To address this urgent need, we propose a novel approach for monarch population estimation using terrestrial LiDAR scanning (TLS) and associated digital tools. TLS creates a detailed digital survey using millions of LASER-based distance measurements from a scanning device to objects in the landscape. We have created innovative workflows and analytical algorithms for obtaining and converting TLS scans and high-resolution imagery of overwintering monarch aggregations into cumulative volumes and estimates of monarch abundance. Terrestrial LiDAR scanning and other photographic techniques have recently been used by biologists to visually count individual bats (Azmy et al., 2012; Shazali et al., 2017), and butterflies (Leong et al., 2017) in clusters. The technology has also been used in other large-scale applications like estimating tree biomass (Momo Takoudjou et al., 2018). In contrast, we expand the use of TLS to generate high-resolution 3D models and use the volumetric data in the models to estimate the number of butterflies in these overwintering sites.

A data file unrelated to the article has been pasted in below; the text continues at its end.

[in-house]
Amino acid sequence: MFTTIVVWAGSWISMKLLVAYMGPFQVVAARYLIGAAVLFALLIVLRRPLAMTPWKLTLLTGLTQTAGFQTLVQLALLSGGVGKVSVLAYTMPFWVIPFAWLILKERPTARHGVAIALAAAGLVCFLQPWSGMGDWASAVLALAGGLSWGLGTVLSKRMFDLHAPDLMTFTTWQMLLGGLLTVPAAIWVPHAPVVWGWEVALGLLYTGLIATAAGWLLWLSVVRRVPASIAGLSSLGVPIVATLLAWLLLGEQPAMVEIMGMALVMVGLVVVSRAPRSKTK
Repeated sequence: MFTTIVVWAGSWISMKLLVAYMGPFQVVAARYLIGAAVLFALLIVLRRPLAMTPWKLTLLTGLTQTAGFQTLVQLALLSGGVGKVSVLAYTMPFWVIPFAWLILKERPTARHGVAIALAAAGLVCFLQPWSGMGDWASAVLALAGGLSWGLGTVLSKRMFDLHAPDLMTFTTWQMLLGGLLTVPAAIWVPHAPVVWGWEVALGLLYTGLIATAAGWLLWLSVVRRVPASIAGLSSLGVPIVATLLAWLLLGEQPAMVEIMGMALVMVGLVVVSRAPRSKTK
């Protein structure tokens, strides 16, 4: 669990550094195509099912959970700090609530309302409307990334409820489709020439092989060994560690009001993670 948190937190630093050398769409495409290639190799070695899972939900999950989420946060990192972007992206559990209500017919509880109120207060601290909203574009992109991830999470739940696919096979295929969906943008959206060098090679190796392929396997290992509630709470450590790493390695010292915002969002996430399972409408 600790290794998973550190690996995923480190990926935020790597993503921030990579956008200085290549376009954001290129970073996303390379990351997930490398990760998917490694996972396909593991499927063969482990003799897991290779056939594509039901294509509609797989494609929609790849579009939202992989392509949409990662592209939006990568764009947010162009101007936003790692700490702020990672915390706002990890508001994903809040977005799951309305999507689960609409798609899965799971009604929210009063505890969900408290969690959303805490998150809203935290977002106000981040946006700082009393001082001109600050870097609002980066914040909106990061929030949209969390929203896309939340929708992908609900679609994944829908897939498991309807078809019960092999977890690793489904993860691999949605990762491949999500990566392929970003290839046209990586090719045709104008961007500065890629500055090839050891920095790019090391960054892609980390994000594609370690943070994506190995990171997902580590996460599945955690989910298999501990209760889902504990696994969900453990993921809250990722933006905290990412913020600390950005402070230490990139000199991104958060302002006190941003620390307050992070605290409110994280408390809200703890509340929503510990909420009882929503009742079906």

In this technology report we discuss the use of TLS and imaging methods and the development and application of an innovative Subtractive Volume Estimation technique for estimating overwintering monarch butterfly populations. The Subtractive Volume Estimation (SVE) method works by comparing the detailed geometry of a site with and without the animals of interest, deriving as a result an estimate of the overall bio-volume and eventually an estimate for the number of individuals and density. The SVE method has shown great promise to enable the estimation of large clusters of animals and can help increase population count precision and accuracy through technology.

Materials and Methods

Overwintering Sites

We collected data from four monarch overwintering sites; two in California, USA (Santa Cruz Lighthouse Field State Park and Pismo State Beach Butterfly Grove) representing the western population of the species and two sites in central Mexico (Carpinteros and San Antonio) representing the eastern population4. The data was collected over 3 years from 2017–2019.

Terrestrial LiDAR Scanning